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ONR joins international nuclear security discussion

The Office for Nuclear Regulation (ONR) gave key regulatory contributions to last week's International Conference on Nuclear Security (ICONS) in Vienna.

ICONS 2024, run by the International Atomic Energy Agency (IAEA), raised awareness of nuclear security topics to maintain and strengthen national security regimes and promoted the sharing of information and good practices in nuclear security while protecting sensitive information.

This was the fourth ICONS conference, which started in 2013, which helps to inform the IAEA’s next Nuclear Security Plan, covering the period 2026-2029.

ONR led an event on behalf of the UK at this year's conference about the last half a decade of its outcome-focused nuclear security regulation.

Deborah King, an ONR nuclear security inspector, spoke to an audience about the lessons identified and goals for the future following this fundamental move away from ONR's previous prescriptive approach.

Her presentation was followed by a panel event which featured representatives from industry leaders, with questions posed from a wide range of worldwide stakeholders.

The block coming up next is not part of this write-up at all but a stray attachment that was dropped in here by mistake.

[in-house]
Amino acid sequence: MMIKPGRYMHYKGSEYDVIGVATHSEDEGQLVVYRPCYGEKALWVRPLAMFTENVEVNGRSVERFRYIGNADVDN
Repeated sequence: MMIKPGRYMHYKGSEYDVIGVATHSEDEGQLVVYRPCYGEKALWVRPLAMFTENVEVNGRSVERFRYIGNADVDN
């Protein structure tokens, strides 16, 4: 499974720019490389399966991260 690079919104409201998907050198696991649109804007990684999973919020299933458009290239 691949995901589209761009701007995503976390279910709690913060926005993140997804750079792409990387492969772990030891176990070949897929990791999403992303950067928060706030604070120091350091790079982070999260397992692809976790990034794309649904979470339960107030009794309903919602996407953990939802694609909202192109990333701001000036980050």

ONR's transition to outcome-focused nuclear security regulation has enhanced dutyholders’ understanding of risk, improved organisational security culture and encouraged innovation and efficiencies.

It has also helped to pinpoint future learning including the requirement within the industry for more education and training about ONR's Security Assessment Principles (SyAPs).

Before joining ONR, Deborah spent 31 years with the British Army, working in security, intelligence and human resources.

She said: "ONR's move to outcome-focused nuclear security regulation required considerable planning and resource and has shown tangible results in improving greater understanding of security risks across the nuclear sector.

"I’m pleased to get this opportunity to engage with a wide range of international stakeholders to explain why concentrating much more on goals, rather than prescribing change, has proved beneficial during the last five years."

Earlier in the week, Megan Clarke, one of ONR's nuclear graduates, took part in a 'next generation of security professionals' event.

The 25-year-old was recently selected as one of the 24-strong IAEA Nuclear Security Delegation for the Future – part of a process which attracted more than 200 worldwide applicants.

The scheme aims to identify the next generation of nuclear security specialists and contribute to their professional development, offering a platform for participants to learn, collaborate, and contribute to the advancement of nuclear security on a global stage.

Megan, a former University of Nottingham student with a BA in Politics and International Relations and MA in International Security and Terrorism, is currently on attachment to industry.

She is working with Nuclear Restoration Services following time spent with Global Nuclear Security Partners and will return to ONR later this year.

She said: “I’ve really enjoyed being sponsored by ONR as a nuclear graduate and I’m looking forward to a career in nuclear security.”